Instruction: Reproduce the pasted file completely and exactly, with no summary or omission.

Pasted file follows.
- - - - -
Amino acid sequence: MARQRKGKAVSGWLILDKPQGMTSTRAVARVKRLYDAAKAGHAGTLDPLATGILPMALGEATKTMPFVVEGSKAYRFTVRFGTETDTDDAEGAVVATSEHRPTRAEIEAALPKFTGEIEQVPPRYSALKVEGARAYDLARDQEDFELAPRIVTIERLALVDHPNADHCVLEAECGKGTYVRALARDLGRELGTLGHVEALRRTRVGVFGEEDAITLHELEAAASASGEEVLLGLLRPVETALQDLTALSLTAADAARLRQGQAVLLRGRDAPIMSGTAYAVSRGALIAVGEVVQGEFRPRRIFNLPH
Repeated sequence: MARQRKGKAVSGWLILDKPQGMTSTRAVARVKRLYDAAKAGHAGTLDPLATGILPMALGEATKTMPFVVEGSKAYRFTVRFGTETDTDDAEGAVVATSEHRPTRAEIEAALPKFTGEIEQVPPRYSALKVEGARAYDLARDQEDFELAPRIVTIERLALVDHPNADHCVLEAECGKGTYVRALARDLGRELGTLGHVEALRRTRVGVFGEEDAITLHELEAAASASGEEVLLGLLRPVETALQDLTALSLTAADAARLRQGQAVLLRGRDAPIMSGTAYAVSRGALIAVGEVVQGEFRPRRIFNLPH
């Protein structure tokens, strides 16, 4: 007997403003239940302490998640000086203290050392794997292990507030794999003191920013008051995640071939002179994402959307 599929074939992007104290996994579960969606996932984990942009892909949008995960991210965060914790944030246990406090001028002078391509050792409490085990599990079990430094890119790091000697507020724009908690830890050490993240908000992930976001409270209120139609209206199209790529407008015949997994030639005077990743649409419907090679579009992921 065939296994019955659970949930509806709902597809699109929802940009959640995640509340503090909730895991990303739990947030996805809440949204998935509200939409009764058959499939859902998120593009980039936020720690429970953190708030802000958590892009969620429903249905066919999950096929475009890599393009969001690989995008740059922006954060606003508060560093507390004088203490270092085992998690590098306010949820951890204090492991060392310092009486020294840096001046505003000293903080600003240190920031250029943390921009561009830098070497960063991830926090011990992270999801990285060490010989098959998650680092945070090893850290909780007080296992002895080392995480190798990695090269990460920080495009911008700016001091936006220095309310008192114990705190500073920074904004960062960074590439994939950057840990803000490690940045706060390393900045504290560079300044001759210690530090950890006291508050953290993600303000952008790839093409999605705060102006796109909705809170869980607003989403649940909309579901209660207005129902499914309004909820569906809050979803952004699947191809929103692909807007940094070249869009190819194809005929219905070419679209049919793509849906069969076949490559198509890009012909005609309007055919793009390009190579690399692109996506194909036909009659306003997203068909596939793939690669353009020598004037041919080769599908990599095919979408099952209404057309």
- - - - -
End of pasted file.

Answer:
Amino acid sequence: MARQRKGKAVSGWLILDKPQGMTSTRAVARVKRLYDAAKAGHAGTLDPLATGILPMALGEATKTMPFVVEGSKAYRFTVRFGTETDTDDAEGAVVATSEHRPTRAEIEAALPKFTGEIEQVPPRYSALKVEGARAYDLARDQEDFELAPRIVTIERLALVDHPNADHCVLEAECGKGTYVRALARDLGRELGTLGHVEALRRTRVGVFGEEDAITLHELEAAASASGEEVLLGLLRPVETALQDLTALSLTAADAARLRQGQAVLLRGRDAPIMSGTAYAVSRGALIAVGEVVQGEFRPRRIFNLPH
Repeated sequence: MARQRKGKAVSGWLILDKPQGMTSTRAVARVKRLYDAAKAGHAGTLDPLATGILPMALGEATKTMPFVVEGSKAYRFTVRFGTETDTDDAEGAVVATSEHRPTRAEIEAALPKFTGEIEQVPPRYSALKVEGARAYDLARDQEDFELAPRIVTIERLALVDHPNADHCVLEAECGKGTYVRALARDLGRELGTLGHVEALRRTRVGVFGEEDAITLHELEAAASASGEEVLLGLLRPVETALQDLTALSLTAADAARLRQGQAVLLRGRDAPIMSGTAYAVSRGALIAVGEVVQGEFRPRRIFNLPH
């Protein structure tokens, strides 16, 4: 007997403003239940302490998640000086203290050392794997292990507030794999003191920013008051995640071939002179994402959307 599929074939992007104290996994579960969606996932984990942009892909949008995960991210965060914790944030246990406090001028002078391509050792409490085990599990079990430094890119790091000697507020724009908690830890050490993240908000992930976001409270209120139609209206199209790529407008015949997994030639005077990743649409419907090679579009992921 065939296994019955659970949930509806709902597809699109929802940009959640995640509340503090909730895991990303739990947030996805809440949204998935509200939409009764058959499939859902998120593009980039936020720690429970953190708030802000958590892009969620429903249905066919999950096929475009890599393009969001690989995008740059922006954060606003508060560093507390004088203490270092085992998690590098306010949820951890204090492991060392310092009486020294840096001046505003000293903080600003240190920031250029943390921009561009830098070497960063991830926090011990992270999801990285060490010989098959998650680092945070090893850290909780007080296992002895080392995480190798990695090269990460920080495009911008700016001091936006220095309310008192114990705190500073920074904004960062960074590439994939950057840990803000490690940045706060390393900045504290560079300044001759210690530090950890006291508050953290993600303000952008790839093409999605705060102006796109909705809170869980607003989403649940909309579901209660207005129902499914309004909820569906809050979803952004699947191809929103692909807007940094070249869009190819194809005929219905070419679209049919793509849906069969076949490559198509890009012909005609309007055919793009390009190579690399692109996506194909036909009659306003997203068909596939793939690669353009020598004037041919080769599908990599095919979408099952209404057309």